It’s well known that heart disease is the leading cause of death among American men. Many don’t realize that heart attacks are also the leading cause of death of American women. In fact, more women die each year from heart failure than men do. So, everyone needs to be mindful of heart disease. Check out these three surprising “heart-helpful” tips that could save you from heart failure.
Take Aspirin before Bed. Many people take an aspirin or baby aspirin once a day for their heart. Aspirin is helpful because it prevents blood platelets from clumping and clotting. If you take aspirin, take it before bed. Why? Most heart attacks happen in the morning—between 6 a.m. and noon. Aspirin has a 24-hour half-life, so its positive effects will be strongest during the hours most heart attacks occur.
Drink Water before Bed. Many folks refrain from drinking at bedtime to avoid getting up overnight. But, cardiologists say there’s a good reason to risk a trip to the bathroom and take a drink before bed. A glass of water before sleeping helps reduce the risk of heart attack or stroke. A study in the American Journal of Medical Epidemiology found that participants “who drink five or more glasses of plain water per day have a much lower risk of fatal coronary heart disease, compared to those who drink less than two glasses per day.” It’s even more important to drink before bed because it helps improve circulation during the hours you’re at greatest risk for a heart attack.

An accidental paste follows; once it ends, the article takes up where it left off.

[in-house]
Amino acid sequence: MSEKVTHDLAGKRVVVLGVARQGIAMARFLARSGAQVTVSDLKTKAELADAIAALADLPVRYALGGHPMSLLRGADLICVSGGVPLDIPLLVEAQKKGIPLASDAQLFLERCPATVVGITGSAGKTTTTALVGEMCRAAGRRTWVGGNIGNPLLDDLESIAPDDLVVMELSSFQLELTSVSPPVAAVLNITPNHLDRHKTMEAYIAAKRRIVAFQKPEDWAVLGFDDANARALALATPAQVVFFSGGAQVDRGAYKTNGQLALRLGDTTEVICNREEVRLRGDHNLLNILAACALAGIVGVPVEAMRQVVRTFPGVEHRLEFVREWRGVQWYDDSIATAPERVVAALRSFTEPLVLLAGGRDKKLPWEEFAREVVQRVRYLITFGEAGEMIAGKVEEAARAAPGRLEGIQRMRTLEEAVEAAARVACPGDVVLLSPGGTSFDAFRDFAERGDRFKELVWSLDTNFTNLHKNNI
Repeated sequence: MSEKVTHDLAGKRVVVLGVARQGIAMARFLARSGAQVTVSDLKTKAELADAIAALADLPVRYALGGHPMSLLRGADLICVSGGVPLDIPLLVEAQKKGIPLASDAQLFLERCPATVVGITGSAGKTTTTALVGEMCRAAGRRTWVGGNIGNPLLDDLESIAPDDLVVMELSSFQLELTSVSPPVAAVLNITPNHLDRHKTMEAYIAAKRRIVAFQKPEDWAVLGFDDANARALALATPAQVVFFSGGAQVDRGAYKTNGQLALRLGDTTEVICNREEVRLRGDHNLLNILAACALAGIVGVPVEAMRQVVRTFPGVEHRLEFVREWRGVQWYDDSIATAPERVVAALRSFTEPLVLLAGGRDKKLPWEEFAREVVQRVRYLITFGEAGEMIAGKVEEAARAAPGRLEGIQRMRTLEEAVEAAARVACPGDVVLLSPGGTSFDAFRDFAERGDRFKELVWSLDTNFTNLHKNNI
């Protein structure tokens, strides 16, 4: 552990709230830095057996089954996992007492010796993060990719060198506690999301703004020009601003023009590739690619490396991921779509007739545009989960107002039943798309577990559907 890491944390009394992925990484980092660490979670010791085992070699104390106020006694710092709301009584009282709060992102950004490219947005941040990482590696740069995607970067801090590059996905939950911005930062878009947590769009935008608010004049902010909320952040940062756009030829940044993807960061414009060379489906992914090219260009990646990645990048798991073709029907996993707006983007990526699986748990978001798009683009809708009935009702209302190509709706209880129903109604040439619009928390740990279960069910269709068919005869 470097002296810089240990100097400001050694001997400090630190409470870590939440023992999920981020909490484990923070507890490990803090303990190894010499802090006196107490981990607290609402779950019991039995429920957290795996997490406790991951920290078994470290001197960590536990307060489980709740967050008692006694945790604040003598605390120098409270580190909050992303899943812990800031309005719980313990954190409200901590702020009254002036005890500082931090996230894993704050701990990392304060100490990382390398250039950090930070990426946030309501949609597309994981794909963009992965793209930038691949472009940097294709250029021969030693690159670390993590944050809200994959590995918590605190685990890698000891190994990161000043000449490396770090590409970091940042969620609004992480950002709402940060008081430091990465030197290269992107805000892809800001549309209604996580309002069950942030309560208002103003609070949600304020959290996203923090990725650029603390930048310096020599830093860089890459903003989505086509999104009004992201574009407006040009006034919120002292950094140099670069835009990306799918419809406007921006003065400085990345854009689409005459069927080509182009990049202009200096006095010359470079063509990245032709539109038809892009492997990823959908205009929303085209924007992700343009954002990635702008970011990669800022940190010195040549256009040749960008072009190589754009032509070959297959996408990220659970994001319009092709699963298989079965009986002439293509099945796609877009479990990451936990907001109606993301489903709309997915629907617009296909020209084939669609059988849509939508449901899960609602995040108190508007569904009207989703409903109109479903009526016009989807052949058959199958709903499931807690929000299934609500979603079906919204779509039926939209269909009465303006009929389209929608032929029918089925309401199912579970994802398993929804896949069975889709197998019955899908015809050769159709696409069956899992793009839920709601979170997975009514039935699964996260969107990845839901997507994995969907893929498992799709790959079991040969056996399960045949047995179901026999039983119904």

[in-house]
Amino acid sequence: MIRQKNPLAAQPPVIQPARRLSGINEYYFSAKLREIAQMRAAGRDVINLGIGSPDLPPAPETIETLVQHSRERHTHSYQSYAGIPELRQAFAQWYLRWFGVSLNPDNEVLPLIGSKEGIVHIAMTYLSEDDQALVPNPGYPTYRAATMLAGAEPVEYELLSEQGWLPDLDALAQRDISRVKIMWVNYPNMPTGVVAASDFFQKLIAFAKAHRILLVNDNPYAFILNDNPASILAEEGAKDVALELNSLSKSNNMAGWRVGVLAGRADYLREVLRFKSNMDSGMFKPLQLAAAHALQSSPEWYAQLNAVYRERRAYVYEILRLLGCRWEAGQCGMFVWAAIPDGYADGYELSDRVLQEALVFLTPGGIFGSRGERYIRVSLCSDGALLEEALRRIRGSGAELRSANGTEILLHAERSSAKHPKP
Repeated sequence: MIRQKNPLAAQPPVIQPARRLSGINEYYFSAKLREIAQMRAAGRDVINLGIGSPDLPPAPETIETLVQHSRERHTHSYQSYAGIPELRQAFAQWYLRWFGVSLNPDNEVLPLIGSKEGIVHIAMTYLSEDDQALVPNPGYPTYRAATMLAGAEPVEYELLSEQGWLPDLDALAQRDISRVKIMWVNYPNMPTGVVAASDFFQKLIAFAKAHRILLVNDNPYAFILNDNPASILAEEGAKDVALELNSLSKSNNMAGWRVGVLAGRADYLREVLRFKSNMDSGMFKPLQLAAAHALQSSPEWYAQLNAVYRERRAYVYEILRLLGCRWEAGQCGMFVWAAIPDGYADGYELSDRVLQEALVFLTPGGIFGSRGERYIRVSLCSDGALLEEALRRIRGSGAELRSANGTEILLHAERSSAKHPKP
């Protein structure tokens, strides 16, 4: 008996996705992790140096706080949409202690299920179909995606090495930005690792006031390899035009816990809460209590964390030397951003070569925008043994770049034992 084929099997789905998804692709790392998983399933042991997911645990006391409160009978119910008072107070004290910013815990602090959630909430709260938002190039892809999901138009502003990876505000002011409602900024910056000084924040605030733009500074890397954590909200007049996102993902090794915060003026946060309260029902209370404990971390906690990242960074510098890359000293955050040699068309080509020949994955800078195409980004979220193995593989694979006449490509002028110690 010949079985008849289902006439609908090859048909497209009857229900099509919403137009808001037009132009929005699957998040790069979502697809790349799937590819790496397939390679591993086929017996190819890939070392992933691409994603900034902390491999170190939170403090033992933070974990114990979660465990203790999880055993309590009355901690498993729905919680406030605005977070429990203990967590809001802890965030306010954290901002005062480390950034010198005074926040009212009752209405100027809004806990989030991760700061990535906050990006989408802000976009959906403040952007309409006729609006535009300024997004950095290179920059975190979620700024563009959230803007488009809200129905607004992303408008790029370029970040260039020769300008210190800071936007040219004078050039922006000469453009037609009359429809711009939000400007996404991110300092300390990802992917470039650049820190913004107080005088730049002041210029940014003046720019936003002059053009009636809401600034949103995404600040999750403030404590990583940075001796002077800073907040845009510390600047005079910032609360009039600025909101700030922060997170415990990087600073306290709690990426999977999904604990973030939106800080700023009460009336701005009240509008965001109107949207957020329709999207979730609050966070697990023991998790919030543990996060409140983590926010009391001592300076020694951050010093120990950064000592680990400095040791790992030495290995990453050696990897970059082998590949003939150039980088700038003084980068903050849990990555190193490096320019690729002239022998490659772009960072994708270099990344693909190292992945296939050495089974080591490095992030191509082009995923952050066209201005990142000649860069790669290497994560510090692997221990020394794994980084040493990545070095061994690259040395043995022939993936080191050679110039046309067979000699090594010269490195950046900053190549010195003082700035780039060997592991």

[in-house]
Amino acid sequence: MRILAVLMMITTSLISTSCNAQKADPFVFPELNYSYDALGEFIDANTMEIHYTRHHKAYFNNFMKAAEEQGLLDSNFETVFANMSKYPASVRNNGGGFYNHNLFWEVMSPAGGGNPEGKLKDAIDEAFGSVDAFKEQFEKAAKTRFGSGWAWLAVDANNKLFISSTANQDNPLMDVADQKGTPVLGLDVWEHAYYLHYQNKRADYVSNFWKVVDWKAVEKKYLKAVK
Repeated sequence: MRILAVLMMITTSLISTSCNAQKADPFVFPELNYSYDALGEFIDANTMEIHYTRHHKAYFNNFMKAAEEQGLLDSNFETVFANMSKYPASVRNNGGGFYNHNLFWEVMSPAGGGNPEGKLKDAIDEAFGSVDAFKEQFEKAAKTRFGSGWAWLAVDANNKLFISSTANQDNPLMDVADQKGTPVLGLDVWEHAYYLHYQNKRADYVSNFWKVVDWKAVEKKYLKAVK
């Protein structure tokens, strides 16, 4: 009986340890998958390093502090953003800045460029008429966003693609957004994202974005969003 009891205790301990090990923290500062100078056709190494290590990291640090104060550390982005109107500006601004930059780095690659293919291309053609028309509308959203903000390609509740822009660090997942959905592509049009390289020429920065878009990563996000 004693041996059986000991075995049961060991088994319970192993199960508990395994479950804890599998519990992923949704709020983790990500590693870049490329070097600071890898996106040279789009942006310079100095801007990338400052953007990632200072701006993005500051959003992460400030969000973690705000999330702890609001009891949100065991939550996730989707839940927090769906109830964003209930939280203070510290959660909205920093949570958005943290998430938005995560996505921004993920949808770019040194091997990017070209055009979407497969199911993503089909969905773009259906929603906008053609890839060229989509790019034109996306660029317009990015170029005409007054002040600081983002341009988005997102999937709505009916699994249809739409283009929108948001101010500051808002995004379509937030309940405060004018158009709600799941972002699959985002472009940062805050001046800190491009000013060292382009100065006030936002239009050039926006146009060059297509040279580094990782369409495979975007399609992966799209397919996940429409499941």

Exercise, Stop Smoking, Eat Smart. You’ve probably heard this advice before, but it bears repeating. Physician Vonda Wright, citing the recent advice of the American Heart Association, offers a list of 7 important tips to keep your heart healthy. From 30 minutes of exercise per day, to eating a diet high in fruit, to avoiding smoke (firsthand, secondhand – all of it), this check-list will help you protect your heart.
Did you know that getting your hearing tested can help determine if you are at risk for cardiovascular disease? Low frequency hearing loss can be an indicator that a person is has cerebrovascular disease or is at risk for cardiovascular (CV) disease. A study conducted at the Medical College of Wisconsin found a significant relationship between a pattern of low frequency hearing loss and may predict the presence or potential development of cardiovascular disease. A hearing test should be part of your routine yearly health screening.
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